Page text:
People say to me – a lot – that I’m a great cold caller.
That somehow I’m gifted at cold calling. I might be. I don’t think so. I think I just do it. Others don’t. I just chase, hunt, help, pursue.
I do it because it’s in their best interests to go with me.
They say it with astonished respect, but they don’t know how I operate. I am not a human boiler room.
40% of my work is done before I call anyone. Finding the right person that fits the right profile is it.
I’m willing to do what others won’t. Because of that, I’ve learned to then do what others can’t. This is the engine that drives things.
I don’t do it as much as people think I did. The Mike Ferry days are over for me- that pressure cooker style is ineffectual and stupid. What’s not stupid is the discipline and hustle it teaches.
Best case scenario – 95% of the time nothing great happens.
What happens when I cold call/initiate contact is about like this (and this isn’t quite scientific):
- 30% of the time it goes nowhere. The contact is ignored, and noting really happens. Spitting into a trash can.
- 15% of the time, I humiliate myself and send a ridiculous, irrelevant email that helps to train my people from using me, and my services.
- 20% of the time I get a polite “no thanks,” or “not right now.”
- 15% of the time, the person I contact isn’t right for our service, and the discovery process reveals that. This makes for some funny conversations “but…you called me, you must be desperate.”
- 10% of the time we haggle and the deal doesn’t close. Sometimes we make lifelong friends here.
- 5% of the time the deal closes.
- 5% of the time we have a core lifelong customer/friend.
After this, everyone goes into my CRM. This is everyone I connect with. There are several activity templates set up:
- Inbound/hot (for people that want us)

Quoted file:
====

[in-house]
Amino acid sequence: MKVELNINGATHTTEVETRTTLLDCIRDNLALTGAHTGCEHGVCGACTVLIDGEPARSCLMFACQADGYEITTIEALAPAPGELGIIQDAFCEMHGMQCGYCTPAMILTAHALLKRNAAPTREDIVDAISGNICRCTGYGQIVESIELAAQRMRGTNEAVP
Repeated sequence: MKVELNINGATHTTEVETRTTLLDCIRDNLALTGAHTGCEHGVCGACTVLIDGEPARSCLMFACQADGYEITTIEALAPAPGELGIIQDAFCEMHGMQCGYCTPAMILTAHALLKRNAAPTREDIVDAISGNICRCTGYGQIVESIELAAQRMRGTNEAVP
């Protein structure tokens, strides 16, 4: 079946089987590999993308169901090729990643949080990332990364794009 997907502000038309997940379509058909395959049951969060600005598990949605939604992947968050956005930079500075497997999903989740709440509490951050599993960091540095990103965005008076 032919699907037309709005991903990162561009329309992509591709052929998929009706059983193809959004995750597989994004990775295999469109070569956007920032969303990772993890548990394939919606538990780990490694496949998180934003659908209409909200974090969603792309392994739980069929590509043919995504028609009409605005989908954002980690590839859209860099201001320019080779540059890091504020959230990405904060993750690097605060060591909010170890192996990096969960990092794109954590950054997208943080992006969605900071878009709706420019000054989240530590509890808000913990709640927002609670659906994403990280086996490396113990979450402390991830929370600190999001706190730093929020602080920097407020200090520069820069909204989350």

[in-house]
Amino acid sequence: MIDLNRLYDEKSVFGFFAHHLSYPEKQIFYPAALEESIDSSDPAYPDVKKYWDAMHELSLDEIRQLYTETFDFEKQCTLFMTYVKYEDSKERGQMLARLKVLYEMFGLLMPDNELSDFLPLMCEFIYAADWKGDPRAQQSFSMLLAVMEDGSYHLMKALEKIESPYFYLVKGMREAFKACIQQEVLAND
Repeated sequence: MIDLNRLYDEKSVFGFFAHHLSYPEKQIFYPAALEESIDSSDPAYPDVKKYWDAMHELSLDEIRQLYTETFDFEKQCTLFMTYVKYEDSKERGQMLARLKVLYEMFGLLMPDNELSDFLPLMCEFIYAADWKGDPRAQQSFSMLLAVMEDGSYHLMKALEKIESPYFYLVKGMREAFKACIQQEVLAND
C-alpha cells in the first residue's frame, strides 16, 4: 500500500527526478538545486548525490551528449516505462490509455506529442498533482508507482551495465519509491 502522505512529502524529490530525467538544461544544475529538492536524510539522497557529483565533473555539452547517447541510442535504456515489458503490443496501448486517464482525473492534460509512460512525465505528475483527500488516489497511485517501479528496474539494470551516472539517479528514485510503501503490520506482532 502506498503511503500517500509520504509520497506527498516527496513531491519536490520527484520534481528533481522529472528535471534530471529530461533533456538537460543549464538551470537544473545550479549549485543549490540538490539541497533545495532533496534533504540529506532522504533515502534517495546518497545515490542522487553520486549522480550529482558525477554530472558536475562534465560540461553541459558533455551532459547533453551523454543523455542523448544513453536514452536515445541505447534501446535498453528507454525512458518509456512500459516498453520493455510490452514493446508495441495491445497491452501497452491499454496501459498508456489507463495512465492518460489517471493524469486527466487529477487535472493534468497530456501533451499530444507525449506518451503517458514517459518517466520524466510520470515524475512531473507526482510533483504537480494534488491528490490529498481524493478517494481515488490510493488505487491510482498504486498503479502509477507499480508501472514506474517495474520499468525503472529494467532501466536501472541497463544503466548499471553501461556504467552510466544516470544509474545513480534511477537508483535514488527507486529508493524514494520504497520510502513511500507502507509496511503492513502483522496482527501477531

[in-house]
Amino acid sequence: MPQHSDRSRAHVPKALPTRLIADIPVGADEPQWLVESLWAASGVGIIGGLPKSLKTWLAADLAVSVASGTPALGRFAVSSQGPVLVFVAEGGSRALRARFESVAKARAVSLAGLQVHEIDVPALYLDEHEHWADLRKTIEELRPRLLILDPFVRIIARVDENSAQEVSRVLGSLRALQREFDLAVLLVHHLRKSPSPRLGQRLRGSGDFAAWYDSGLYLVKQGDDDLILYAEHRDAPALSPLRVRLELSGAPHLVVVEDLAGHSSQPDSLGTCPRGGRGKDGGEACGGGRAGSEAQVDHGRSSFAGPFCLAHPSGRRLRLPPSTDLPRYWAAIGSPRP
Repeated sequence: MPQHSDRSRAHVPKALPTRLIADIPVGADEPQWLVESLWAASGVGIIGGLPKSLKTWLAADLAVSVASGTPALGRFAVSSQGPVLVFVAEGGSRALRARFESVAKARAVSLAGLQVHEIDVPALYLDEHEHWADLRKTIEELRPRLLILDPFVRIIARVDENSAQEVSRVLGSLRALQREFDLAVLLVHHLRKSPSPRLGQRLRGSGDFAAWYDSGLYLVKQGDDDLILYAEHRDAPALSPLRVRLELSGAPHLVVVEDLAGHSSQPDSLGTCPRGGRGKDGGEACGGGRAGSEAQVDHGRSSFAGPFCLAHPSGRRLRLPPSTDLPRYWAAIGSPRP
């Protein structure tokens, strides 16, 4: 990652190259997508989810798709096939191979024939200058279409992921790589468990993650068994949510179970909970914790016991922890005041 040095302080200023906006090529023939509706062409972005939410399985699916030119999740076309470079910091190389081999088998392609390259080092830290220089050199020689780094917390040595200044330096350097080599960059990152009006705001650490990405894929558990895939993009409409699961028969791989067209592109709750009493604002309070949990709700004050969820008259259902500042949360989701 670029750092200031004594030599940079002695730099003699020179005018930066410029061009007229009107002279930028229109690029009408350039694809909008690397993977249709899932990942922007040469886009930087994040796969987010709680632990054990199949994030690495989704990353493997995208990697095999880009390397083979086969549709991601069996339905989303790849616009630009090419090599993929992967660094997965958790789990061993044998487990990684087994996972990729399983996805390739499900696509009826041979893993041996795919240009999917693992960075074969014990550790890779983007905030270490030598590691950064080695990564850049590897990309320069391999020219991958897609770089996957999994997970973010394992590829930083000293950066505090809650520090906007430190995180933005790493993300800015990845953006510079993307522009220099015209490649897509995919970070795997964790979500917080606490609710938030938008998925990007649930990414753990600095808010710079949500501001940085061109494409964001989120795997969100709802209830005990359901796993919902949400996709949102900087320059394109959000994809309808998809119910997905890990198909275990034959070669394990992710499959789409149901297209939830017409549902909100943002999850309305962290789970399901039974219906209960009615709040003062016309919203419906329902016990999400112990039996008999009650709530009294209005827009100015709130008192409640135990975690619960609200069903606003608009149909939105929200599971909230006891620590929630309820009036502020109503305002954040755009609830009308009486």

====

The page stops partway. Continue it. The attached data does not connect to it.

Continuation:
- Interested (for people that may go to the next one)
- Regular (this means that we connect about once a quarter)
They have a variety of follow up sequences, and I’m testing if being brash/insulting works better than being pleading/begging. It seems that that’s the case, at least for me. I’ve sold a dozen or more videos by insulting their existing video. “I hope that your product has more care than whoever made that awful video.”
This isn’t the “nicest” way to do things, but it gains respect and demonstrates indifference. People that become our clients on this basis are also under control. When we approach someone with swagger, we inform them how their video will look. When they approach us, it changes the playing field just a little bit and oddly enough, it seems that we have less leverage.
Think about it this way: if you’re dating someone, do you want to pick, or do you want them to pick you? Then, what do you do to control the conversation?
There’s a continuum, but it seems that you get quicker dispensations with brash, and the percentages are about the same. Quicker is better because at least we know about it rapidly and don’t live in delusionland. (If we’re not ever really getting the business, it’s better knowing it.) Long term follow up works but not necessarily with any individual customer. I couldn’t predict that customer X would come back because I emailed a link. I also didn’t do it just to get their business, I did it because I add value.
Brash/unhinged seems to be a way to go. It keeps you from nurturing/chasing the business you weren’t getting anyway. With the CRM, every activity is just one more thing to do, nothing loaded or hard about it.
Ultimately, we have better luck with people I contact than with the folks that come over the transom on our /quote page. There are a lot of people that show up that aren’t yet our “right people” if you would. When I call people, I can create the information flow, and present to them in an intelligent way.
There is a long way to go to improve how we do things, you know? We are far from perfect right now, so we need to improve lots of little things about the way that our business works.